Winston Churchill labeled it the "unnecessary war," because he said there never was a war more easy to stop. And no man had more right to say that than Winston Churchill. He had fought the illusions that led to war, pleaded with his countrymen to recognize and arm against this expanding totalitarian war machine, pleaded with his countrymen to be strong and to have courage-not because he wanted war, but because this was the only way to preserve peace. Yet, for all this, Churchill was castigated as a warmonger.

Even after war broke out in Asia and in Europe, our own country was slow to take the steps necessary to defend itself. Warning us of the impending crisis, a young Harvard student, John Fitzgerald Kennedy, wrote a book titled "Why England Slept."

His thoughtful study holds as true now, 42 years later, as when it was first published. After describing how a dictatorship with a controlled press and the power to silence political opposition can carry on a vigorous arms program, he noted, "In contrast, in a democracy, the cry of warmonger would discourage any politician who advocates a vigorous arms policy. This leaves armaments with few supporters. Among the reasons for England's failure to rearm in time," Kennedy wrote, "probably the most important was a firm and widely held conviction that armaments were one of the primary causes of war." Well, the Western democracies didn't wake up till it was too late. It took Pearl Harbor to shake Americans from their complacency.

Today, in this era of much more dangerous weapons, it is even more important to remember that vigilance, not complacency, is the key to peace. This administration is committed to rebuilding our national defenses, which were permitted to erode during the last decade. We're now in the initial phases of that rebuilding, and we must continue to press forward in the years to come if we're to maintain a credible deterrent.

But let the world understand: Our purpose is not belligerency, but respect; not conflict, but deterrence; and not war, but peace. None of the wars that I have mentioned, or others before them, ever came about because this country was too strong. We shall never flag in our pursuit of a more peaceful world.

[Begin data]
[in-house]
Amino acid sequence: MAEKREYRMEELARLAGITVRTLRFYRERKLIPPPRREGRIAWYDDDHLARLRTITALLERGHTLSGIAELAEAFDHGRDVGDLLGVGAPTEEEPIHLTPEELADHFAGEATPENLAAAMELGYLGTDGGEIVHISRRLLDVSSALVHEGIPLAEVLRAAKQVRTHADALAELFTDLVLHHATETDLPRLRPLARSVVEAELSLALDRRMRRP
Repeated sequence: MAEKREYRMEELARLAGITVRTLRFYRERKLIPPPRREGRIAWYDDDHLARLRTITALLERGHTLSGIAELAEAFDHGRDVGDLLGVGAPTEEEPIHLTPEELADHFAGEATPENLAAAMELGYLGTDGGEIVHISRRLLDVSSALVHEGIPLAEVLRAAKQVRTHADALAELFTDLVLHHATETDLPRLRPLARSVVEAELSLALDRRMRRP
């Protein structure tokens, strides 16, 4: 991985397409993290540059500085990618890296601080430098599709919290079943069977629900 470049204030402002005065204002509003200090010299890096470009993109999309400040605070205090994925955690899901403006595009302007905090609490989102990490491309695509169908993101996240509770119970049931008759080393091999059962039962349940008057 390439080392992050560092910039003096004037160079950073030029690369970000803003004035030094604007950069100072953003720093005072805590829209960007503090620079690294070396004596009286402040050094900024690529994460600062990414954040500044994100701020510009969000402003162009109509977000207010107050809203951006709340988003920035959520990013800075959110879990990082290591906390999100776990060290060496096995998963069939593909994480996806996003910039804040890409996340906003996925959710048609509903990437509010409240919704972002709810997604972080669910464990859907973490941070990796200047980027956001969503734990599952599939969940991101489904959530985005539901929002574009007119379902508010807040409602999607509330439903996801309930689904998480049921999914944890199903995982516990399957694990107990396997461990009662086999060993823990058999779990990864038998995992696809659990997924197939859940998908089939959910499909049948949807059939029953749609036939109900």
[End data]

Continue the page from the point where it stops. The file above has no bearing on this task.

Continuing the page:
Our goal is peace—peace that's achieved through a stable balance of forces, a mutual reduction of weapons, and a better understanding between the Soviet Union, the United States, and all nations.

Earlier today, we received word of the death of Soviet President Brezhnev. And I want to read to you, if I might, the letter that I have sent this morning to Vasiliy Kuznetsov, First Deputy Chairman of the Presidium in Moscow.

[At this point, the President read the letter, which is printed as the next item.]

Now, I've said for many years there are fundamental differences between the Soviet system and our own system here in the United States. But I believe our peoples, for all our differences, share a desire and a dedication to peace. On this day, dedicated to American veterans, we honor the brave men and women who have by their service preserved our liberty. Our parades are a celebration of freedom. Our banner is Old Glory, and we hold her high and proud. This is the legacy of the brave men and women that we honor today.

So let us go forth from here, having learned the lessons of history, confident in the strength of our system, and anxious to pursue every avenue toward peace. And on this Veterans Day, we will remember and be firm in our commitment to peace, and those who died in defense of our freedom will not have died in vain.

And, again, we thank the man who has made Armistice Day into this Veterans Day--Raymond Weeks. And thank you all for being here.

Note: The President spoke at 10:01 a.m. in the State Dining Room at the White House. The ceremony was attended by representatives of veterans organizations and administration officials.

Ronald Reagan, Remarks on Presenting the Presidential Citizens Medal to Raymond Weeks at a Veterans Day Ceremony Online by Gerhard Peters and John T. Woolley, The American Presidency Project